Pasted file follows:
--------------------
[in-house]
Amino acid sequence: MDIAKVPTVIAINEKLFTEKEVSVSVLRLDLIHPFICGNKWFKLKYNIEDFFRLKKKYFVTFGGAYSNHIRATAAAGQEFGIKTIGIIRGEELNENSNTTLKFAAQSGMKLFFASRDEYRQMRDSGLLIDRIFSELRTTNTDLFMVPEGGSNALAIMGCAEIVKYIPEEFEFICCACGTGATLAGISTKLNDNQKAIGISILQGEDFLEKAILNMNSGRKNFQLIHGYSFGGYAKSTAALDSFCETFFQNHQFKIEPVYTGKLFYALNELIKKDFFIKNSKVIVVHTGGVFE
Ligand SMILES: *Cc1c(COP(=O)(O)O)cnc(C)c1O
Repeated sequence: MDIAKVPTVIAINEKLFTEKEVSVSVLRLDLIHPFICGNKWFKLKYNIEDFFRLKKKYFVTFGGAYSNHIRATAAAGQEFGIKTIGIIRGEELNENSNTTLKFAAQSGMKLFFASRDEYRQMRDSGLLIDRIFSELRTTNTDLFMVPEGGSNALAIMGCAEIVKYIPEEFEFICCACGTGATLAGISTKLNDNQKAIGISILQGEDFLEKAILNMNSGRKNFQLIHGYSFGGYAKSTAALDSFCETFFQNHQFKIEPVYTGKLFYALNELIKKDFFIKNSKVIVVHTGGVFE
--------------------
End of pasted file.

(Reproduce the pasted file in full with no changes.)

[in-house]
Amino acid sequence: MDIAKVPTVIAINEKLFTEKEVSVSVLRLDLIHPFICGNKWFKLKYNIEDFFRLKKKYFVTFGGAYSNHIRATAAAGQEFGIKTIGIIRGEELNENSNTTLKFAAQSGMKLFFASRDEYRQMRDSGLLIDRIFSELRTTNTDLFMVPEGGSNALAIMGCAEIVKYIPEEFEFICCACGTGATLAGISTKLNDNQKAIGISILQGEDFLEKAILNMNSGRKNFQLIHGYSFGGYAKSTAALDSFCETFFQNHQFKIEPVYTGKLFYALNELIKKDFFIKNSKVIVVHTGGVFE
Ligand SMILES: *Cc1c(COP(=O)(O)O)cnc(C)c1O
Repeated sequence: MDIAKVPTVIAINEKLFTEKEVSVSVLRLDLIHPFICGNKWFKLKYNIEDFFRLKKKYFVTFGGAYSNHIRATAAAGQEFGIKTIGIIRGEELNENSNTTLKFAAQSGMKLFFASRDEYRQMRDSGLLIDRIFSELRTTNTDLFMVPEGGSNALAIMGCAEIVKYIPEEFEFICCACGTGATLAGISTKLNDNQKAIGISILQGEDFLEKAILNMNSGRKNFQLIHGYSFGGYAKSTAALDSFCETFFQNHQFKIEPVYTGKLFYALNELIKKDFFIKNSKVIVVHTGGVFE